Over the past few days many have blogged about the era of the PC, an era that started 30 years ago with the launch of IBM’s 5150 back in August 1981, and during which we have seen many advances.
Some speak of the PC as a product that is on its last legs, others see its extension in the new tablets, smart phones and the new gadgets which keep us hooked, while some others hanker after their first PC and remember it with nostalgia.
Those of us, who are in their thirties, saw the introduction of the PC when we were children and today we find our lives entwined with laptops, tablets, SMART phones and the like. Subsequent generations were born in a time where personal computers were already of age (if not the rage!) and thus do not have any recollection when the PC was still a rarity in homes.
From the point of view of a marketer, the personal computer has an interesting product lifecycle. It started out as a speciality product, something for the geeks, eventually becoming a machine with games, which was what started drawing mass appeal. With the advent of Microsoft in the scene, the PC became that as we know it today and with the increasing software and associated functionality it became a standard. Internet made everything practically a ‘click away’ and once again this lead to a bigger PC boom. More and more households became connected, and nowadays the PC in the home is a must.
Over the years the product has changed its technology, style, shape and dimensions. Starting out as huge towers or boxes, bulky monitors and a whole cobweb of wires for input/output devices, the personal computer is now sleeker, stronger and more stylish too.
Until a particular point in time, all computer-related devices came in a tonality of grey or beige (all in all, very masculine-oriented) and it is only in the last decade that we have seen devices in black and other colours. This kind of brings to mind when Ford’s model T car came out only in black – the exceptions in this case being that there were many different PC models from different manufacturers but only in one colour!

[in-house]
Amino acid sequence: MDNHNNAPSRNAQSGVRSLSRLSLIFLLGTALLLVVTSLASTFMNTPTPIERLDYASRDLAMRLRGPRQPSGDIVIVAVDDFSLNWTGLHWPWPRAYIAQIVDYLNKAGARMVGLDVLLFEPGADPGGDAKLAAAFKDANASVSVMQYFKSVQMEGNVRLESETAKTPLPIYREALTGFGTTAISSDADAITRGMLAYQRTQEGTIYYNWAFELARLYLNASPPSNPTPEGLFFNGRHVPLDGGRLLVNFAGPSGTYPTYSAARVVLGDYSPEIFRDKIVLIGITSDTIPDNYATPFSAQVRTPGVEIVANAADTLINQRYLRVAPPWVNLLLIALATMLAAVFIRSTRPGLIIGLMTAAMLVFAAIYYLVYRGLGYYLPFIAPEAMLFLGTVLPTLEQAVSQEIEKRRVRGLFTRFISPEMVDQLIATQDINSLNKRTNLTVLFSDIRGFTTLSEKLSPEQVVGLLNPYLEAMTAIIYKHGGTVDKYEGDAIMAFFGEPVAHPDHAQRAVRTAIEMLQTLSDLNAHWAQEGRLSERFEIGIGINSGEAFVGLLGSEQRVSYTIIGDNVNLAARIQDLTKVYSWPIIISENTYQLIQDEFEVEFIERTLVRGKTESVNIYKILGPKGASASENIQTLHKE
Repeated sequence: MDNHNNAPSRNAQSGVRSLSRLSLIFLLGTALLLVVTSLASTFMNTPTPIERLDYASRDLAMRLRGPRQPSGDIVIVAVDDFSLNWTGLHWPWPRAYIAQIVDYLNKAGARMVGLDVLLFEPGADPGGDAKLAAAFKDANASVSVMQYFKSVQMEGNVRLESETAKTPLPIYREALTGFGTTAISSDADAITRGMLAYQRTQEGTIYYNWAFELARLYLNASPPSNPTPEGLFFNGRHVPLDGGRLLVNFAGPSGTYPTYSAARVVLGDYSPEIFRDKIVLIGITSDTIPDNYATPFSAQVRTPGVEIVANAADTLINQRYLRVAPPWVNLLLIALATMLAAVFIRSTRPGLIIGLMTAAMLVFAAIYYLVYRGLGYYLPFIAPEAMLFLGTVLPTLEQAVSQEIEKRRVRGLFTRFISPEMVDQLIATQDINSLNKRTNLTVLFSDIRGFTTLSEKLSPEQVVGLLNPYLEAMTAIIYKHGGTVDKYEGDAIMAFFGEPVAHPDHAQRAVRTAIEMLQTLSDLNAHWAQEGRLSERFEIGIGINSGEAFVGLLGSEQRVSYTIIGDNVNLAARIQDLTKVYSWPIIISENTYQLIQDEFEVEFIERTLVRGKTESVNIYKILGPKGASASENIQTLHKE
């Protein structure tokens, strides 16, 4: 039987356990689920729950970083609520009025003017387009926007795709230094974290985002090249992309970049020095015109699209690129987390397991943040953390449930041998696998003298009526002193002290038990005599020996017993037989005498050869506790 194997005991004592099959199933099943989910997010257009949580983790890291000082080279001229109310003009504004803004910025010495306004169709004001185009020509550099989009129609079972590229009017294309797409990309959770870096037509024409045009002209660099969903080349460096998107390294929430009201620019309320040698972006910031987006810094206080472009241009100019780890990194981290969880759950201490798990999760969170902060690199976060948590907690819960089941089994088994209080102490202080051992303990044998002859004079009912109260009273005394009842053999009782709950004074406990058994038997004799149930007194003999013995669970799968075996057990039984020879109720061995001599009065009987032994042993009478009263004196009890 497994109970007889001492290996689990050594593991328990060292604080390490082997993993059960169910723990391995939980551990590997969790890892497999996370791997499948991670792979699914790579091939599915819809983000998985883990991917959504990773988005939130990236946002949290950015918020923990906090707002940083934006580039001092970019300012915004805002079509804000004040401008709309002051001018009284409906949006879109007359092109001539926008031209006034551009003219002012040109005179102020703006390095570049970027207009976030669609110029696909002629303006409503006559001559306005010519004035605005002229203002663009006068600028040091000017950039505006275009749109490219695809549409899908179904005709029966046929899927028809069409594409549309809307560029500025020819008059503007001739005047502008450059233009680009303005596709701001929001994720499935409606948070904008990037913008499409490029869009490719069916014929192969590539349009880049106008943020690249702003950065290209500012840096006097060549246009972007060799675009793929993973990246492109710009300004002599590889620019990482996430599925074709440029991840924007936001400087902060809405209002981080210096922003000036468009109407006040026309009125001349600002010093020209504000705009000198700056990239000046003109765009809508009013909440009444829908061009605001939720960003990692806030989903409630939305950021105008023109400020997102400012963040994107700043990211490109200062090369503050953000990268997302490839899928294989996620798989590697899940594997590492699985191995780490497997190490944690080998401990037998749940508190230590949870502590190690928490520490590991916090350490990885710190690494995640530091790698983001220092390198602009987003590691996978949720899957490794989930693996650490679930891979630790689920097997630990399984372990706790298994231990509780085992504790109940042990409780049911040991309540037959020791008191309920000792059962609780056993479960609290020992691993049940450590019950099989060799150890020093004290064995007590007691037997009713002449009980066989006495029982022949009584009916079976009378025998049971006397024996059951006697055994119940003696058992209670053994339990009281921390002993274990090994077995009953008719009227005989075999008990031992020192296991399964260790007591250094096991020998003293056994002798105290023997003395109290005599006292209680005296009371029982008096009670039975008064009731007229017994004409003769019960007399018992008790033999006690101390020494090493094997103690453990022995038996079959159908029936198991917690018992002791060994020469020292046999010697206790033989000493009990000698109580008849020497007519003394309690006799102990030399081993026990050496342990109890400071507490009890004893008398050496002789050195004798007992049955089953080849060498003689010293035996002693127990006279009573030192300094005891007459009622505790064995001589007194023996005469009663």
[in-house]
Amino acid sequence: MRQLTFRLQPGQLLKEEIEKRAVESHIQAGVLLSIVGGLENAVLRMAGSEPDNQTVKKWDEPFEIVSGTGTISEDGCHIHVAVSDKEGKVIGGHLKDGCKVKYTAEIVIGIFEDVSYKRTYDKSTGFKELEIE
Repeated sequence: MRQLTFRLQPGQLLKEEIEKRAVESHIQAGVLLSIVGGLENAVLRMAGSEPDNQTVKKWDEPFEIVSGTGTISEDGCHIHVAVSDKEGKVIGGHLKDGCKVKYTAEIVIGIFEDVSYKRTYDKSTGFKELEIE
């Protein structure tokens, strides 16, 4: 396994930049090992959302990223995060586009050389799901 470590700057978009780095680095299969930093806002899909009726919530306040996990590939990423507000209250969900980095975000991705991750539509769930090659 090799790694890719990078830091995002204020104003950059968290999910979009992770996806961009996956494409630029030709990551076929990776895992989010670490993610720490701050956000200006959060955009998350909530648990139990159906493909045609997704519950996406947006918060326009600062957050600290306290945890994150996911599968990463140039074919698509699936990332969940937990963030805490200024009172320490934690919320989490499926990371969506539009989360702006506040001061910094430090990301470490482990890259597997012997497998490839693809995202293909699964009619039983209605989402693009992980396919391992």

Likewise the web of wires that connected the various parts of the PC together has been partially dismantled as the world gets more and more wireless. Technology has changed too. As microchips became smaller and tinier, the CPU got sleeker. The storage capacity shot up with every new breakthrough in storage saving devices. It seems quite incredible that fifteen years ago, I installed Microsoft Office from a hefty number of 3.5 inch floppies, a process that was long and tedious and stressful especially when one of the floppies turned out to be corrupted!
In this story, some of the most noteworthy players in this product lifecycle so far included:
- IBM which launched the first PC (IBM 5150) 30 years ago;
- The first PC and console manufacturers like Atari and Commodore, Compaq, Hewlett Packard (there were many others but these are amongst the most notorious);
- Microsoft which was to dominate the Personal Computer world through Windows as an Operating System along with a plethora of other software foremost of which is Microsoft Office.
- Apple which started off as the innovative and different company with a smaller but more specific client base, and which has now become a very important player in this arena.
At the end of the day, whether one considers the PC lifecycle at the end or not is merely dependent on how he or she defines the PC.
The size, shape and functionality of the PC will change continuously but the relevant issues here are two:
- Personal – something which is inherently of a singular individual/s (not a business) and
- Computing – something technological that provides particular functionality whether that is saving, retrieving, capturing or manipulating data (not just pictures and words but also appointments, music and videos).
I have lost count of the number of PC and laptops that I have changed over the years. At this point in time I cannot refrain from considering my iPhone as my PC defacto. If I’m carrying it everywhere I go, how much more personal than that can computing get?